Scabies - Topic Overview
How is it treated?
Scabies won't go away on its own. To get rid of it, and to keep from spreading it to others, you need to use a special cream or lotion that a doctor prescribes. These products contain permethrin or another medicine. In severe cases, your doctor may also give you pills to take.
Most creams or lotions are applied to the entire body from the neck down. In most cases, you leave the medicine on for 8 to 14 hours and then wash it off. Be sure to read and follow all instructions that come with your medicine.
Children can usually return to day care or school after treatment is completed.
Some scabies medicines aren't safe for children, older adults, and women who are pregnant or breast-feeding. To avoid dangerous side effects, be sure to follow your doctor's instructions carefully.
If you have scabies, you and anyone you have close contact with must all be treated at the same time. This keeps the mites from being passed back and forth from person to person. Until scabies has cleared up, you should avoid close contact with anyone and make sure not to share any personal items.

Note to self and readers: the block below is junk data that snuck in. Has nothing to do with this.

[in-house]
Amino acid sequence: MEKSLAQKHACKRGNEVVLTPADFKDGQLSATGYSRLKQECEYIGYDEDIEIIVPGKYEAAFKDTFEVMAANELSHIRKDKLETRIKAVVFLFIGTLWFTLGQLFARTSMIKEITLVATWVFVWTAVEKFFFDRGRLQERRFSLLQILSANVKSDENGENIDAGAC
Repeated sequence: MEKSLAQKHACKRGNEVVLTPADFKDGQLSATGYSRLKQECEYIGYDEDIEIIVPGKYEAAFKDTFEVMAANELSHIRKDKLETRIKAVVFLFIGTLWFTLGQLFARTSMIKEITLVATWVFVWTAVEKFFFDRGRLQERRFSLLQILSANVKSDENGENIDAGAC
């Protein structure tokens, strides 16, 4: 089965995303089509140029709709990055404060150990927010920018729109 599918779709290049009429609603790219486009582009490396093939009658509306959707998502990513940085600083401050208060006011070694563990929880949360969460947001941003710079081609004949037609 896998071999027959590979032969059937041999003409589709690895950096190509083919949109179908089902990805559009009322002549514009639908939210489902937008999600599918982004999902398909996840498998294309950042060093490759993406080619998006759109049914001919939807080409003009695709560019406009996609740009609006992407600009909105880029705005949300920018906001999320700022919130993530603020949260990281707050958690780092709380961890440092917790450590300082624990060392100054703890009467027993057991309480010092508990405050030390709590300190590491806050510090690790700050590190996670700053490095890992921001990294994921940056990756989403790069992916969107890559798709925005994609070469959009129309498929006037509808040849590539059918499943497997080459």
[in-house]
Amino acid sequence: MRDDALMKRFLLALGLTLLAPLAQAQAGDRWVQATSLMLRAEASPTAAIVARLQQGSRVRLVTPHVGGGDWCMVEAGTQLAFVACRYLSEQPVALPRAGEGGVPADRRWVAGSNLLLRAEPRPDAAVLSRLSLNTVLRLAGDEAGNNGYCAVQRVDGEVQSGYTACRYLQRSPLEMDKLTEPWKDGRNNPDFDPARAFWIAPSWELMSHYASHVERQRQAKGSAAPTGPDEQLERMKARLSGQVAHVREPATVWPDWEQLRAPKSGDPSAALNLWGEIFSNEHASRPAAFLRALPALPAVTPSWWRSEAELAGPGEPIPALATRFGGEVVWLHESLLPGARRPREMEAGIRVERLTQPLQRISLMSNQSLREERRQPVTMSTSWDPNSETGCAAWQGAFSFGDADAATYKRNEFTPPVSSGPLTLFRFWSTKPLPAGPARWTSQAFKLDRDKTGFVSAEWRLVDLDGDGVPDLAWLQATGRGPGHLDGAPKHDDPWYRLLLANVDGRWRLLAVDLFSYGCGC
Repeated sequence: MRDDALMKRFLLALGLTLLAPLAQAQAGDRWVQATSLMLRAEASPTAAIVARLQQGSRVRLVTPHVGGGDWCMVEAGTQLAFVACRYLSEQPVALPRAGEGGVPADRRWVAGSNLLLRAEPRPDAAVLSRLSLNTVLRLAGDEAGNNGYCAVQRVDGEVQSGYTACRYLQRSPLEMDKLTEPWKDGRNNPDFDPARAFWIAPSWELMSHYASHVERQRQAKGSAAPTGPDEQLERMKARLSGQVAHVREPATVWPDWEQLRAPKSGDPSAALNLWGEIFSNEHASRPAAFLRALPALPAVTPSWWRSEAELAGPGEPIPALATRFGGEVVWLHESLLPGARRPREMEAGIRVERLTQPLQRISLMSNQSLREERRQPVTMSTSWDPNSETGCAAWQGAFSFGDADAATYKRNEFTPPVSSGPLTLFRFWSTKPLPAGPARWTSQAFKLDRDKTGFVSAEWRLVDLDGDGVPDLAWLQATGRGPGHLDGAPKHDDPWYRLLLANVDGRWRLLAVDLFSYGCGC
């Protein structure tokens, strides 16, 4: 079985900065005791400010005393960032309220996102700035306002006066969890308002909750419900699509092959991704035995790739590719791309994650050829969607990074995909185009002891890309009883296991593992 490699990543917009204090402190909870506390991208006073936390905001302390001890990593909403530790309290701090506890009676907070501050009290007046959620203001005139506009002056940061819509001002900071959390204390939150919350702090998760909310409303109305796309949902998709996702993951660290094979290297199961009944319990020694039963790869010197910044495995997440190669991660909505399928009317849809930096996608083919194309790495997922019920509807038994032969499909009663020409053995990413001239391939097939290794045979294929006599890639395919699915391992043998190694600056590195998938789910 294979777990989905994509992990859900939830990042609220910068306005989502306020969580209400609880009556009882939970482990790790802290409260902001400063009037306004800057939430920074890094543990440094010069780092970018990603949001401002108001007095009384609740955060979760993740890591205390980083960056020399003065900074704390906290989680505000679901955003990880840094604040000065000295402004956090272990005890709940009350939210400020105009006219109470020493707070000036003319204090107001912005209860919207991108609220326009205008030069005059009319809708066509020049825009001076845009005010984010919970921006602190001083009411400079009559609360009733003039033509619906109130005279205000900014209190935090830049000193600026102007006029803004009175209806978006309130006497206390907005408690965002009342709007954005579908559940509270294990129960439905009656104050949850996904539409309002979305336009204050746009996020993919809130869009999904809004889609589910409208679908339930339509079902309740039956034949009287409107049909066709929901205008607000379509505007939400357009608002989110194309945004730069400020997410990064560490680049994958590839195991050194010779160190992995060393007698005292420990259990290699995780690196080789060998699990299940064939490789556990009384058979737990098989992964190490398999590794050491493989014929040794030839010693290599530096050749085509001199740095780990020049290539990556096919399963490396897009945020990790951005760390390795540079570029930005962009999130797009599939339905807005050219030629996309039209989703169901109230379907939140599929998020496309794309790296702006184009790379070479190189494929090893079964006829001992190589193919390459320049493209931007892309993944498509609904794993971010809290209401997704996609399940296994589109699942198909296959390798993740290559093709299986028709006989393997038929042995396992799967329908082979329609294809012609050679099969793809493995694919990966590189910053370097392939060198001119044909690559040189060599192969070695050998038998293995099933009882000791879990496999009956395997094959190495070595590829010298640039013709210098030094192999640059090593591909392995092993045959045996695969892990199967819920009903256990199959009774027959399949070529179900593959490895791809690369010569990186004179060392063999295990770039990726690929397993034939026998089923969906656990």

To make sure that all the mites are killed:
- Wash all clothes, bedding, and towels that you used in the 3 days before you started treatment. Use hot water, and use the hot cycle in a dryer. Another option is to dry-clean these items. Or seal them in a plastic bag for 3 to 7 days.
- Clean and carefully vacuum the room or rooms used by the person who had scabies.
After treatment, the itching usually lasts another 2 to 4 weeks. It will take your body that long to get over the allergic reaction caused by the mites. Antihistamines (such as Benadryl), steroid creams, or, in severe cases, steroid pills can help relieve itching. Before you use these medicines, talk with your doctor about what is best for you (or your child).
If you still have symptoms after 4 weeks, you may need another treatment.